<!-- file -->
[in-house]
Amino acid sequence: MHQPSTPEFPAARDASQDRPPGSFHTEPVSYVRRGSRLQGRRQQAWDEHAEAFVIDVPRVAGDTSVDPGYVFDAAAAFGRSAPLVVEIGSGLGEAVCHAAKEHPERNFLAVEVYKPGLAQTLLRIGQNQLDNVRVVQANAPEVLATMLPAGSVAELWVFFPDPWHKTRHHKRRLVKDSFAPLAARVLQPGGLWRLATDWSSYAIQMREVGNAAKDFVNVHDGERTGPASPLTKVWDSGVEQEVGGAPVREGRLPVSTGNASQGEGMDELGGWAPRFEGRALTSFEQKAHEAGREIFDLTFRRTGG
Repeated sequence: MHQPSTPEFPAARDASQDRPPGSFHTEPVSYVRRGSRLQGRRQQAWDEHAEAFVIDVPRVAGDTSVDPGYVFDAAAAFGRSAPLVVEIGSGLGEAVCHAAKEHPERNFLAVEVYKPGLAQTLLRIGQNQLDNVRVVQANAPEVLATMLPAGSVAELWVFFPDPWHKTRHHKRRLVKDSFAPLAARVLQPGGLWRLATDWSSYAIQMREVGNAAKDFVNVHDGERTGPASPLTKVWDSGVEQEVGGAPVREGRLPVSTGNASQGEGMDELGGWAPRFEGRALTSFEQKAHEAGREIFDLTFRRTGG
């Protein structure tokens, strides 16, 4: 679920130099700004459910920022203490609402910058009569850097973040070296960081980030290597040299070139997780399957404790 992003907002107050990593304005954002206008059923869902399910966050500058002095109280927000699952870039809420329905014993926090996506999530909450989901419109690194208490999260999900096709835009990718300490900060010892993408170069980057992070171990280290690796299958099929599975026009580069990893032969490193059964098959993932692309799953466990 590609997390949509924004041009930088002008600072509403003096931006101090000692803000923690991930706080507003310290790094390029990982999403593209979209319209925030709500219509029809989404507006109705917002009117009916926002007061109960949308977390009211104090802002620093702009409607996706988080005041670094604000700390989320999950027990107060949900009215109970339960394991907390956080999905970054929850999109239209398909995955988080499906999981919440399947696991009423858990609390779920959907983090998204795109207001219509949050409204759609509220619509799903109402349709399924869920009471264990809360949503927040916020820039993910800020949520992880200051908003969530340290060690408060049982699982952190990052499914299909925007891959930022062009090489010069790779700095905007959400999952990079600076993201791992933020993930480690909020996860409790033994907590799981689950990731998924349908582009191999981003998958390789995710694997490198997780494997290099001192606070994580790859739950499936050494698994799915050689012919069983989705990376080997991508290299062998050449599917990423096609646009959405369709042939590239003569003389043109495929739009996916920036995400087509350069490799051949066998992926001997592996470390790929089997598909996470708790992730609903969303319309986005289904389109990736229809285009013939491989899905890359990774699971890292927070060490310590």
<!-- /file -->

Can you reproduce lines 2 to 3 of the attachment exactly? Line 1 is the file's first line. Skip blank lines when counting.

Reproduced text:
Amino acid sequence: MHQPSTPEFPAARDASQDRPPGSFHTEPVSYVRRGSRLQGRRQQAWDEHAEAFVIDVPRVAGDTSVDPGYVFDAAAAFGRSAPLVVEIGSGLGEAVCHAAKEHPERNFLAVEVYKPGLAQTLLRIGQNQLDNVRVVQANAPEVLATMLPAGSVAELWVFFPDPWHKTRHHKRRLVKDSFAPLAARVLQPGGLWRLATDWSSYAIQMREVGNAAKDFVNVHDGERTGPASPLTKVWDSGVEQEVGGAPVREGRLPVSTGNASQGEGMDELGGWAPRFEGRALTSFEQKAHEAGREIFDLTFRRTGG
Repeated sequence: MHQPSTPEFPAARDASQDRPPGSFHTEPVSYVRRGSRLQGRRQQAWDEHAEAFVIDVPRVAGDTSVDPGYVFDAAAAFGRSAPLVVEIGSGLGEAVCHAAKEHPERNFLAVEVYKPGLAQTLLRIGQNQLDNVRVVQANAPEVLATMLPAGSVAELWVFFPDPWHKTRHHKRRLVKDSFAPLAARVLQPGGLWRLATDWSSYAIQMREVGNAAKDFVNVHDGERTGPASPLTKVWDSGVEQEVGGAPVREGRLPVSTGNASQGEGMDELGGWAPRFEGRALTSFEQKAHEAGREIFDLTFRRTGG